In his letter, ''In Defence of Muslims'', Mahamas Kromas continually mixes up nationalism with religion. Christianity was indeed a brutal religion but this was during the Middle Ages, when the church was burning, torturing and murdering ''heretics''. By the same token, Saladin, who led the Islamic armies into the Holy Land, did no better. Mr Kromas, read your history book.
Islam's political agenda
Re: ''In defence of Muslims'', (PostBag, Dec 5) .
I strongly refute Mahamas Kromas' statement: ''Mr Wilcox tried to portray the Muslims as violent people.'' That is totally out of order. I would wish it to be made clear that I have travelled, eaten and spoken with Muslims in a perfectly friendly manner. Unfortunately, we speak of Muslims when we perhaps mean Islam.
Muslims believe in Allah and that the Prophet Mohammed was his messenger. They accept that unquestioningly and that is their prerogative: to follow what they consider is their religion.
Muslims are people with families: Islam is a political ideology centrally organised by the Muslim Brotherhood based in Egypt. Their credo is, ''Allah is our goal; the Prophet is our guide; the Koran is our constitution; Jihad is our way; and death for the glory of Allah is our greatest ambition''. The Muslim Brotherhood boss in the United States, Mohammed Akram Adlouni, wrote a secret document called ''The Role of the Muslim Brother in North America''.
It states: ''The Ikhwan must understand that their work in America is a kind of grand jihad in eliminating and destroying the Western civilisation from within, and sabotaging its miserable house by the hands of the believers, so that it is eliminated and Allah's religion is made victorious over all other religions.''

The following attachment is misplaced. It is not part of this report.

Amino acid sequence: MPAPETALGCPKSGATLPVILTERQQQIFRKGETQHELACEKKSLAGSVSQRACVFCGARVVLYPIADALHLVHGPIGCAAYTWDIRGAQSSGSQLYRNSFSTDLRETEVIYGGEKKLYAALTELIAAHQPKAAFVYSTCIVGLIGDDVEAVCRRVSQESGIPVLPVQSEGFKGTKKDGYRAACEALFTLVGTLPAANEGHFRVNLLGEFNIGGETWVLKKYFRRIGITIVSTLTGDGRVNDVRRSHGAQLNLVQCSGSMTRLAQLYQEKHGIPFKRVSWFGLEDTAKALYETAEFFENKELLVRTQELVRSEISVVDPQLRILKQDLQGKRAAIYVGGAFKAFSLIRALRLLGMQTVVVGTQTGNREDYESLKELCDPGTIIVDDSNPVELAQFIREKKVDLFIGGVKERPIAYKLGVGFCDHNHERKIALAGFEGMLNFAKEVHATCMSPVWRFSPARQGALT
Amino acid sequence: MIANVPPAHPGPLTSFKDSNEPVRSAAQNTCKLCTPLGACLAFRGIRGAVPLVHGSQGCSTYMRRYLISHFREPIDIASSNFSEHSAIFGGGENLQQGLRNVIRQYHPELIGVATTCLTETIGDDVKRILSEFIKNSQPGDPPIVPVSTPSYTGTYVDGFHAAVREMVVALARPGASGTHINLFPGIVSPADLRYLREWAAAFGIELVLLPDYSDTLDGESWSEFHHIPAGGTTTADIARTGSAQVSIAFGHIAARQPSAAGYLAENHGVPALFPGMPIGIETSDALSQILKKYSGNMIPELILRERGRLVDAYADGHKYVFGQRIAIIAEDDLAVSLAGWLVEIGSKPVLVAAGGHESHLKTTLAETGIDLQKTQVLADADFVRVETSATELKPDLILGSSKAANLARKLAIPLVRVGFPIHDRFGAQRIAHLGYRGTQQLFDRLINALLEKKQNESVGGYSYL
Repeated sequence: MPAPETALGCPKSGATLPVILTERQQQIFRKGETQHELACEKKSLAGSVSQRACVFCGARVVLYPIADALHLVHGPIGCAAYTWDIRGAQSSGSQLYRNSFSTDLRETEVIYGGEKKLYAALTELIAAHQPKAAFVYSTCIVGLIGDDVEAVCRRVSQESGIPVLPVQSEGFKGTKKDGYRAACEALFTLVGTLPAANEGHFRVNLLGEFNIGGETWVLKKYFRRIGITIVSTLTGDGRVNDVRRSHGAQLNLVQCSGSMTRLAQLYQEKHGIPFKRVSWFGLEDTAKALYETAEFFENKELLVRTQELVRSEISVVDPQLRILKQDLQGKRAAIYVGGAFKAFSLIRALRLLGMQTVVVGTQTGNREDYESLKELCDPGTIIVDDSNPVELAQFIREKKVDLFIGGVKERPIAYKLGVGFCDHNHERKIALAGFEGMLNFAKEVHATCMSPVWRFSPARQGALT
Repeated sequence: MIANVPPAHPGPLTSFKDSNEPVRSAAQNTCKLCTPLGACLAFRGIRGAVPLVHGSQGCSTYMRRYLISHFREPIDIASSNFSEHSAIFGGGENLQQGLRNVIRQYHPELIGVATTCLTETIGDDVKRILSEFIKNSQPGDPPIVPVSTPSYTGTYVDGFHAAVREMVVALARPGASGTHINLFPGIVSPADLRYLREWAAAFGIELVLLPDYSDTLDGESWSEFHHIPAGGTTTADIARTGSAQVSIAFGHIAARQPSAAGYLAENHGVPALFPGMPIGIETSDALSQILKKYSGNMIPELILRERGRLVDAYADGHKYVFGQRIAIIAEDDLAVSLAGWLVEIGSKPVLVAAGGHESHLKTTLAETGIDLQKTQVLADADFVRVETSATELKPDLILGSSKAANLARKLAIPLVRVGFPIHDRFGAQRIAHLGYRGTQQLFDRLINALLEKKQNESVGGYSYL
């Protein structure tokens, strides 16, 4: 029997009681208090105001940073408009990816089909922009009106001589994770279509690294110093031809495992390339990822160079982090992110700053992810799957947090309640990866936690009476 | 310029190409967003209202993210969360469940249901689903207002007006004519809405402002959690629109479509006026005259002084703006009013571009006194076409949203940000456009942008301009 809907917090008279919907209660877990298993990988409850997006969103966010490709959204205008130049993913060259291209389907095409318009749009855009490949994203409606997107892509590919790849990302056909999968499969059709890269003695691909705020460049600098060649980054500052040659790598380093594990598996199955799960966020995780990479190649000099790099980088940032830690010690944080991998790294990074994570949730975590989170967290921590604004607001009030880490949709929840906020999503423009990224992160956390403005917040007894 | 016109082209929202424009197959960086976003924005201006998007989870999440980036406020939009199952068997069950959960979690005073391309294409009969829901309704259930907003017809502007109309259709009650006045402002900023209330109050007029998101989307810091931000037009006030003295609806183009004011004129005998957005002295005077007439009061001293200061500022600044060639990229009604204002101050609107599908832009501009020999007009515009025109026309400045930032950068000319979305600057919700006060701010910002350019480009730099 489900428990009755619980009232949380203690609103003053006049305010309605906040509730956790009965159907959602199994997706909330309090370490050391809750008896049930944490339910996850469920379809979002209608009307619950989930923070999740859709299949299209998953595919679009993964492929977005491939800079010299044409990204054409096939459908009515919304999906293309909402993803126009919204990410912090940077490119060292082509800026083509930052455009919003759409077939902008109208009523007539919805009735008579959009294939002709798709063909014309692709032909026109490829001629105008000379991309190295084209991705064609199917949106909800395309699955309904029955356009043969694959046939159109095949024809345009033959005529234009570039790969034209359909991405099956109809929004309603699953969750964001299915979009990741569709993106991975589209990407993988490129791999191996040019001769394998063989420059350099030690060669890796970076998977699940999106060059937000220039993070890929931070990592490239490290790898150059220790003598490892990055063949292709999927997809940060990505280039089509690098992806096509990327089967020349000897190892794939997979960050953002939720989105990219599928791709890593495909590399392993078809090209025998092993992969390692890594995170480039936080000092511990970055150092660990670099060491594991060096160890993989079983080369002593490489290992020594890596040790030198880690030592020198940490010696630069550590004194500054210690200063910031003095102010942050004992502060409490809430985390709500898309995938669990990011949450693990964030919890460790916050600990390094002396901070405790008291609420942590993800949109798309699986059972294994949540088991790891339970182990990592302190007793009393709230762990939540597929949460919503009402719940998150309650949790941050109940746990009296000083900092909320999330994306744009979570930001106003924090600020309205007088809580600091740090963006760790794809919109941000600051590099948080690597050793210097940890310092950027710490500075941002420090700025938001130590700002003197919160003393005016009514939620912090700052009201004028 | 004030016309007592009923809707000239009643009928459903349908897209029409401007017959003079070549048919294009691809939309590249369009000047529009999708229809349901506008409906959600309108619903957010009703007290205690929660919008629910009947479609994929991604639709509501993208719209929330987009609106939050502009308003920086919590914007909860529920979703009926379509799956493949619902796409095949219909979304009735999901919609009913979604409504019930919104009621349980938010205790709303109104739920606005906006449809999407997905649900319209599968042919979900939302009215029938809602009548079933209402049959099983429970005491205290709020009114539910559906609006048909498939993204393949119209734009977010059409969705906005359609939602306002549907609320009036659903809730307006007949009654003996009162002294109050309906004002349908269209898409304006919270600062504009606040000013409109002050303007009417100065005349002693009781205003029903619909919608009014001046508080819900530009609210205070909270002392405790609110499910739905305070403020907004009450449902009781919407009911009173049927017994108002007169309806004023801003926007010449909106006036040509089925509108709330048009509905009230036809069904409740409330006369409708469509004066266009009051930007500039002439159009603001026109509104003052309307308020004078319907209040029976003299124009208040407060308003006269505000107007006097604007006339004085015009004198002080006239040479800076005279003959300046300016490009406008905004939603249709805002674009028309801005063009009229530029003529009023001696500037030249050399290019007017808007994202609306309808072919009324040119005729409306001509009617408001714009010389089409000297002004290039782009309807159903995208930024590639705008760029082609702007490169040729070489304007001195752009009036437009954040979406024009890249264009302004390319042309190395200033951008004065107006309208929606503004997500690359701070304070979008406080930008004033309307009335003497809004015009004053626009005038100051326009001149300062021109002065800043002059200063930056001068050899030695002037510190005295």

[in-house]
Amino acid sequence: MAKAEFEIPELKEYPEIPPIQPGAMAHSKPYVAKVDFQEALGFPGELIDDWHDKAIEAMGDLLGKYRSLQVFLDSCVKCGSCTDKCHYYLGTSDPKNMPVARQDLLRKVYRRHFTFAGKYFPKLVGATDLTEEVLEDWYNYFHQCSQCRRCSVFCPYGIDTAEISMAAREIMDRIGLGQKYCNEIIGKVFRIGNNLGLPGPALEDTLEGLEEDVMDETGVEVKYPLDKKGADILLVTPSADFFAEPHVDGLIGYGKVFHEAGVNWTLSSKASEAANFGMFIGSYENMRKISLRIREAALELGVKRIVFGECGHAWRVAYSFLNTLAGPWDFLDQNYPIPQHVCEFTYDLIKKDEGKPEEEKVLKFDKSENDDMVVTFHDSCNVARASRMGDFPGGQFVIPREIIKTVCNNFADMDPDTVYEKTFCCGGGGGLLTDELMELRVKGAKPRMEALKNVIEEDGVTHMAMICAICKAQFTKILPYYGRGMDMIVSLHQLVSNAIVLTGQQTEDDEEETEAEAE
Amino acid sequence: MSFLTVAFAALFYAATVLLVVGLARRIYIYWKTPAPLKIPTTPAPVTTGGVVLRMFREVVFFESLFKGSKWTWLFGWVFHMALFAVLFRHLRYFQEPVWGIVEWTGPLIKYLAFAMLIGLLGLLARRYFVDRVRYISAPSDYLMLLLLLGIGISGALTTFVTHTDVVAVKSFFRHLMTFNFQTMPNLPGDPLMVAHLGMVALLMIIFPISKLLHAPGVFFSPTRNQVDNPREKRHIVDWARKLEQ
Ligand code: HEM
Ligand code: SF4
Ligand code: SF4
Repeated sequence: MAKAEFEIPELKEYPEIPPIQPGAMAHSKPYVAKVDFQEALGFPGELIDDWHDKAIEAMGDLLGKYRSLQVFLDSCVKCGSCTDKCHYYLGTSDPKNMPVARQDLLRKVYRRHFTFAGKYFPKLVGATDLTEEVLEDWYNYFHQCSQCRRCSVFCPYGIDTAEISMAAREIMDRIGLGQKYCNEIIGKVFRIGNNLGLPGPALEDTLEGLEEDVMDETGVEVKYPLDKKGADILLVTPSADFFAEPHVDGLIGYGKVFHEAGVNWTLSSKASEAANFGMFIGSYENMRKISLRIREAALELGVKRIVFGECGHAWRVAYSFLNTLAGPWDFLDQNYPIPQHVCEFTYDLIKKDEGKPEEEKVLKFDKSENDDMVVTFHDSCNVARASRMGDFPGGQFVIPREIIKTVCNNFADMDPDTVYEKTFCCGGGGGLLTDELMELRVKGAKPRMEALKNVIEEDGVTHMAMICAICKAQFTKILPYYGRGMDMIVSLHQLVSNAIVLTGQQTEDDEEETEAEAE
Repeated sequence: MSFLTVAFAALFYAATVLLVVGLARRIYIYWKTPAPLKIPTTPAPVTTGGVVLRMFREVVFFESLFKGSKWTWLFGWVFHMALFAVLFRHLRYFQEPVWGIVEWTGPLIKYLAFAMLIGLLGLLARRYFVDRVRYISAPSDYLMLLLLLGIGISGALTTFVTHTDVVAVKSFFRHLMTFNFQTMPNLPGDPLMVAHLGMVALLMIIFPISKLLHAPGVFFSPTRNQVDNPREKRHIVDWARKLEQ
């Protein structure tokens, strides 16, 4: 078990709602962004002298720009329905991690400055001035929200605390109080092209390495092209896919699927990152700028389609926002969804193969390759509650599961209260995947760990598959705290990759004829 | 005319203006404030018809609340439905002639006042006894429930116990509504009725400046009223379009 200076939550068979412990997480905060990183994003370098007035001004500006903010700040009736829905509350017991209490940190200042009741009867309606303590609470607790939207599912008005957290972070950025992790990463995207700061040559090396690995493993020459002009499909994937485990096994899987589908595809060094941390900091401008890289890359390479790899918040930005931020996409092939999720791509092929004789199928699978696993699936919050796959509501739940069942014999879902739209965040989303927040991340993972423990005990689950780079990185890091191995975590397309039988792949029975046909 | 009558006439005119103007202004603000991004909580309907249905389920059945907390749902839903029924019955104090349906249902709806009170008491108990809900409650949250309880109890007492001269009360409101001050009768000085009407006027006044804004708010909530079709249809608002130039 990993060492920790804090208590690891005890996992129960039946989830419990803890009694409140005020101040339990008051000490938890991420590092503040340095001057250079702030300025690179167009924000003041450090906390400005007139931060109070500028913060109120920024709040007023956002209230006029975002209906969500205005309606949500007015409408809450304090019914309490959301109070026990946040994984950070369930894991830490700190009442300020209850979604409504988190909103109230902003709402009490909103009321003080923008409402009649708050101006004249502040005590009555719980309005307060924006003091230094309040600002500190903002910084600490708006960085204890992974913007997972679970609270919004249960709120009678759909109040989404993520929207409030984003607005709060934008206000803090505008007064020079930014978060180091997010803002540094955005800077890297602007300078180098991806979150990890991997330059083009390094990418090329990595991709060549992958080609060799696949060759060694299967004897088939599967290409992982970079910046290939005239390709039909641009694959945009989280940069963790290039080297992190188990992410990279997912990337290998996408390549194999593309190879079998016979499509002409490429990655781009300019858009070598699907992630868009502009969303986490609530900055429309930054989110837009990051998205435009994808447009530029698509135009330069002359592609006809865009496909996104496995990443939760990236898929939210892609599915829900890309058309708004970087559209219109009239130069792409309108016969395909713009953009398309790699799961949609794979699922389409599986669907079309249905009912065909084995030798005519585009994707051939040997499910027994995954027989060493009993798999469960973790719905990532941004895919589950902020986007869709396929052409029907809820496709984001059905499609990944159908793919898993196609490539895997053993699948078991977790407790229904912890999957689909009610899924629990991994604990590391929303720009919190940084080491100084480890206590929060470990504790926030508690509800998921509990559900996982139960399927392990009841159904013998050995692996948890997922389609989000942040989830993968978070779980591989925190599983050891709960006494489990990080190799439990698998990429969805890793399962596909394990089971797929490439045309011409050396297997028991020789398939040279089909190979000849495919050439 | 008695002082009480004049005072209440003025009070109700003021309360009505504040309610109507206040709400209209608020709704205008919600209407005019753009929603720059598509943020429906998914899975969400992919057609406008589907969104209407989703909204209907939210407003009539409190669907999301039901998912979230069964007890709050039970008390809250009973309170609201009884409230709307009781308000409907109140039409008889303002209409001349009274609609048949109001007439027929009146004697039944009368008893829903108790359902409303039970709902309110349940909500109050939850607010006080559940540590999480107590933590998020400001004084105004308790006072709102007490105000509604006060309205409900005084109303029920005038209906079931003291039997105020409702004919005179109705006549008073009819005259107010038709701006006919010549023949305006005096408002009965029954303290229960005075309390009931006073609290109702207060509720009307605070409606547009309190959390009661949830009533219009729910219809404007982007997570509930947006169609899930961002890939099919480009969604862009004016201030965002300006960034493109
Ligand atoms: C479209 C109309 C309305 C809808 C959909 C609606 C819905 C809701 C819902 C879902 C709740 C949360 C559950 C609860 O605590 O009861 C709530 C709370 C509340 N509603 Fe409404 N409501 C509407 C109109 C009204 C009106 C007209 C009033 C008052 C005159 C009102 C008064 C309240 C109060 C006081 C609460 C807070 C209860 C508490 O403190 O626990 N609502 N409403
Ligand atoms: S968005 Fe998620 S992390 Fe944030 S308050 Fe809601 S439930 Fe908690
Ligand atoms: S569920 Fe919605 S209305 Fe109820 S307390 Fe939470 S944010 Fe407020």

The Muslims I have met are not only unaware of such writings but would not agree with them if they were; although Mr Kromas openly declares that Islam will become dominant in Thailand due to the high birth rate amongst Muslims.
The declared objective of Islam is clearly world domination, to be achieved either by jihad or procreation or a combination of both. This confirms its political nature, whilst many Muslims genuinely think they are following a religion.
So why do they not condemn the violence perpetrated in their name? That is the unanswered question.
J C WILCOX
Coups cause chaos
Re: ''Beware politicians' weapons of mass deception'', by Songkran Grachangnetara, (BP, Dec 4).
As long as Thai politicians want to gain power by hook or by crook the days of coups and appointed governments will not end. Thailand has a long history of powerful groups and vested interests built by a top-down corrupt patronage system to resist social changes sought by ordinary people.
It is no accident that not many Thai politicians are held in high esteem. It is quite evident from the Pitak Siam rally last month that opposition leaders had no regard for the presence of US President Barack Obama and Chinese Premier Wen Jiabao. While Mr Obama praised the duly elected Pheu Thai government the opposition leaders shamelessly called for toppling the elected government. One of the tenets of democracy is the rule of law, but no political party in Thailand respects the law. For the opposition, the most common ''weapon of mass distraction''_ is Thaksin. Politicians from opposition parties use him as an antidote for their election defeat.
As Mr Songkran points out the Democrat leadership should concentrate on winning elections through a more appealing manifesto and better social and economic policies. Looking for shortcuts and coups to gain power may work for some politicians, but it tarnishes the image of the country, and spirals the nation into chaos.
DR KULDEEP NAGI
ASSUMPTION UNIVERSITY, BANGKOK
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